Letting Go, Part 2

Two days after Thanksgiving, I lost my mom.  Death, a natural part of the Circle of Life, visits each of us.  We are all touched by it sooner or later.  Knowing this does not make it easier when it takes a loved one from us.

The mom I knew had already disappeared into a sea of confusion, fear, pain, and suffering.  The once strong, determined woman from humble beginnings had, over the years been overtaken with so many physical ailments it was hard to recognize her as the same person that used to cook wonderful meals, sew intricate patterns, and take care of her family.  Losing her, along with my dad a few years ago, means that the two people who brought me into this world, the very ones that anchored me in life, are now gone.  They were not perfect parents (not that any are) but, in spite of the flaws and mistakes that make us human, I know they loved my siblings and me.  

So now, grief will have it's way.  Although mom is released from her suffering, her death leaves a void in all who loved her.  Grief is a deeply personal response to loss.  There are no rules for how many tears should be shed, how long sadness camps out in our hearts, or how soon is "too soon" to laugh again.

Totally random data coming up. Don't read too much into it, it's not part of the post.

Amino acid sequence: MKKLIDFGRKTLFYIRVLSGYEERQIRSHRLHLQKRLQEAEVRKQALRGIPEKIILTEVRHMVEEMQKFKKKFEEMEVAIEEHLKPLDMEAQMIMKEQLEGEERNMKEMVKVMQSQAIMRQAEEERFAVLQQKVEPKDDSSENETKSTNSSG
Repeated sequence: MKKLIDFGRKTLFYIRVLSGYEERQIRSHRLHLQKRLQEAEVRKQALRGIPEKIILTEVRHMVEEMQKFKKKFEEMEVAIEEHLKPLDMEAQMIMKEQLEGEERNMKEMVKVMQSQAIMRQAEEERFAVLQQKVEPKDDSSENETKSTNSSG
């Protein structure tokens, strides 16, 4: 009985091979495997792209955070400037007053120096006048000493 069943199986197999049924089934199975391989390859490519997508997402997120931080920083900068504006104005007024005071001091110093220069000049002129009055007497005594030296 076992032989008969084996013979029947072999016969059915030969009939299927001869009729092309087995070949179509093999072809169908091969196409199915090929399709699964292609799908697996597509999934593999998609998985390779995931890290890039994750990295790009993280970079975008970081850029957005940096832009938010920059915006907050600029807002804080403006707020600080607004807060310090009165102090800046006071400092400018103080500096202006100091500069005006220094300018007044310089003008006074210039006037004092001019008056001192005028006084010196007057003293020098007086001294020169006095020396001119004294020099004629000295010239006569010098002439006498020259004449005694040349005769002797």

Elisabeth Kubler-Ross, in her book On Death and Dying, introduced the world to the Five Stages of Grief:  Denial, Anger, Bargaining, Depression, and Acceptance.  While helpful to understand the process of grieving, it was not intended to be a strict map that one follows in a linear fashion.  "They were never meant to help tuck messy emotions into neat packages. They are responses to loss that many people have, but there is not a typical response to loss as there is no typical loss. Our grief is as individual as our lives." (http://grief.com/the-five-stages-of-grief)

"Grief, as I read somewhere once, is a lazy Susan. One day it is heavy and underwater, and the next day it spins and stops at loud and rageful, and the next day at wounded keening, and the next day numbness, silence."
— Anne Lamott in Traveling Mercies 

"The road through grief is a rocky one. Traveling along it requires courage, patience, wisdom, and hope."  Candy Lightner

“Grief is like the ocean; it comes on waves ebbing and flowing. Sometimes the water is calm, and sometimes it is overwhelming. All we can do is learn to swim.”  Vicki Harrison

I believe that it's best not to dodge, hide from, or stuff grief.  To get past it, one must go through it.  There is no way around it. 

In May, a new grandchild will be born, a joyful occasion.  Letting Go and Receiving, Sorrow and Joy, Tears of Grief and Tears of Happiness- all part of our human experience.